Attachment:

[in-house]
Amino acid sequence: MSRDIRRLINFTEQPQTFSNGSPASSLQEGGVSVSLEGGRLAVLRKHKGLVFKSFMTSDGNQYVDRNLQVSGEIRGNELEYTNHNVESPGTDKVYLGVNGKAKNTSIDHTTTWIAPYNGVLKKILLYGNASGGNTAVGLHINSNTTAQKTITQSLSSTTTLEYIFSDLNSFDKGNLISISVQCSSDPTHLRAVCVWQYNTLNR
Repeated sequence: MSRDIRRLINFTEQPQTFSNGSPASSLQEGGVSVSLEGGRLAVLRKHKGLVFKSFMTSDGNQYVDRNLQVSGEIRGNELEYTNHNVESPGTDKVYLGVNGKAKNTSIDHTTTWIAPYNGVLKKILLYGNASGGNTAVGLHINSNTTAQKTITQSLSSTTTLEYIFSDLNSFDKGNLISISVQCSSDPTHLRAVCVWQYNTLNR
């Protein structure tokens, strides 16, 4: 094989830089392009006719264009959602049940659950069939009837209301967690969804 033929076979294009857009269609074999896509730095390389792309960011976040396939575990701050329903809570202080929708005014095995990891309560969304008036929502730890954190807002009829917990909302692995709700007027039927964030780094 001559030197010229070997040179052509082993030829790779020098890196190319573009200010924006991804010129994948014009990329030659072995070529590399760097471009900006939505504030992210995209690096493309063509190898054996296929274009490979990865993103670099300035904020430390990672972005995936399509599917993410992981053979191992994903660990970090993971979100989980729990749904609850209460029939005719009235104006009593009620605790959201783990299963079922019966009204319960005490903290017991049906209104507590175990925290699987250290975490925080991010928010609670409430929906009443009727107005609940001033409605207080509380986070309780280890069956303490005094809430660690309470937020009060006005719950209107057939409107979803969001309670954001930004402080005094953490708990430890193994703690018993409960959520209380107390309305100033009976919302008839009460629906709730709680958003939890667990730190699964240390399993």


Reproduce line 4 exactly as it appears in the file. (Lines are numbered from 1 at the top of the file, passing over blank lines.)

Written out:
């Protein structure tokens, strides 16, 4: 094989830089392009006719264009959602049940659950069939009837209301967690969804 033929076979294009857009269609074999896509730095390389792309960011976040396939575990701050329903809570202080929708005014095995990891309560969304008036929502730890954190807002009829917990909302692995709700007027039927964030780094 001559030197010229070997040179052509082993030829790779020098890196190319573009200010924006991804010129994948014009990329030659072995070529590399760097471009900006939505504030992210995209690096493309063509190898054996296929274009490979990865993103670099300035904020430390990672972005995936399509599917993410992981053979191992994903660990970090993971979100989980729990749904609850209460029939005719009235104006009593009620605790959201783990299963079922019966009204319960005490903290017991049906209104507590175990925290699987250290975490925080991010928010609670409430929906009443009727107005609940001033409605207080509380986070309780280890069956303490005094809430660690309470937020009060006005719950209107057939409107979803969001309670954001930004402080005094953490708990430890193994703690018993409960959520209380107390309305100033009976919302008839009460629906709730709680958003939890667990730190699964240390399993």